The signs where there as to the type of player he could be: he was really good at making contact in general. Even in that season where he was below the Mendoza line, Pedroia’s contact rates were legendary. In the 31 games he played in 2006, his contact rate on all pitches (inside and outside of the zone) came in at 90.3%. This season, 2018, with around 27ish games played per team, sees only three players above the 90% mark thus far. Joe Panik, Ketel Marte, and Jose Ramirez. All three of these players have their respective black marks as well, but none of them (unlike Pedroia) are rookies.

The rest of Pedroia’s career in Boston to this point, as you might be want to say, is history. For his career, through the first 12 years, he’s hit .300/.366/.441, with 140 home runs, and 138 stolen bases. He’s a fringe Hall of Fame case, one that probably leans more towards the side of missing out than getting in, but there’s sure to be some debate and he’ll stick on the ballot for a couple of years.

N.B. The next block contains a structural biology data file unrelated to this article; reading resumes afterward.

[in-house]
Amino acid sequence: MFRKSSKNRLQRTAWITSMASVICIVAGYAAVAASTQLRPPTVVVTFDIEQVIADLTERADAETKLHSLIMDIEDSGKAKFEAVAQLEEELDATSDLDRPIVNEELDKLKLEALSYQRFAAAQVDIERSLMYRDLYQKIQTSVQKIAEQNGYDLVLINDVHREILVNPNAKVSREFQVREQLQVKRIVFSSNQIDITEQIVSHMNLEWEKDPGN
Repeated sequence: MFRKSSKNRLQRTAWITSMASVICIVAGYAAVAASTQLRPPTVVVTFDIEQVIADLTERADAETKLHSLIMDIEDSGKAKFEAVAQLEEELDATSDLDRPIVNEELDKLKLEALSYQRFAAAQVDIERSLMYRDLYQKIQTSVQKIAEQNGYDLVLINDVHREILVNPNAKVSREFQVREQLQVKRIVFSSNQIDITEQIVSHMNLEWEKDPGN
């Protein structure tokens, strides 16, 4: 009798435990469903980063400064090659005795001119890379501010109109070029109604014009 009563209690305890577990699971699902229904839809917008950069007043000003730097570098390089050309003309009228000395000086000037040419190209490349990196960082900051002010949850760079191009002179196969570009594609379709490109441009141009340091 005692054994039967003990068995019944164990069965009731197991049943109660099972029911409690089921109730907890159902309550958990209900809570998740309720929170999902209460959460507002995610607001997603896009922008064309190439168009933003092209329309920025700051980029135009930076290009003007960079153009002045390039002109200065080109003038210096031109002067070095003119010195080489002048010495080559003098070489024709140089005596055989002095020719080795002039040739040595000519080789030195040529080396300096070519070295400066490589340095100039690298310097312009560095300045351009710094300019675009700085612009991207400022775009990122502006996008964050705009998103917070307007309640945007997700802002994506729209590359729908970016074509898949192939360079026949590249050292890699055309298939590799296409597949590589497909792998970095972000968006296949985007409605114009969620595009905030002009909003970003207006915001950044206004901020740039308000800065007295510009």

You might think that statement to be a bit hyperbolic (or if you are a homer, blasphemy), but Pedroia measures up fairly well with second basemen from the live ball era. According to the Baseball Hall of Fame’s website, there are 21 players classified as second basemen in the Hall of Fame, at least partially. According to fWAR, Dustin Pedroia is the 20th best second baseman of the Live Ball era, with a chance to climb a little bit further up the list given that he’s still active and only 34 years-old.

With Pedroia’s legacy established, and his high rate of play noted, now is the time to acknowledge that father time eventually catches up with all of us. Since his age-30 season in 2014 he’s averaged 122 games per season, and if he stays healthy upon his return this year that trend will continue into 2018. When he does play, he seems to be his typical world-beating self, with only his power being sapped as time continues, but when will the contact go? When will the glove go?

Los Angeles Angels of Anaheim  v Kansas City Royals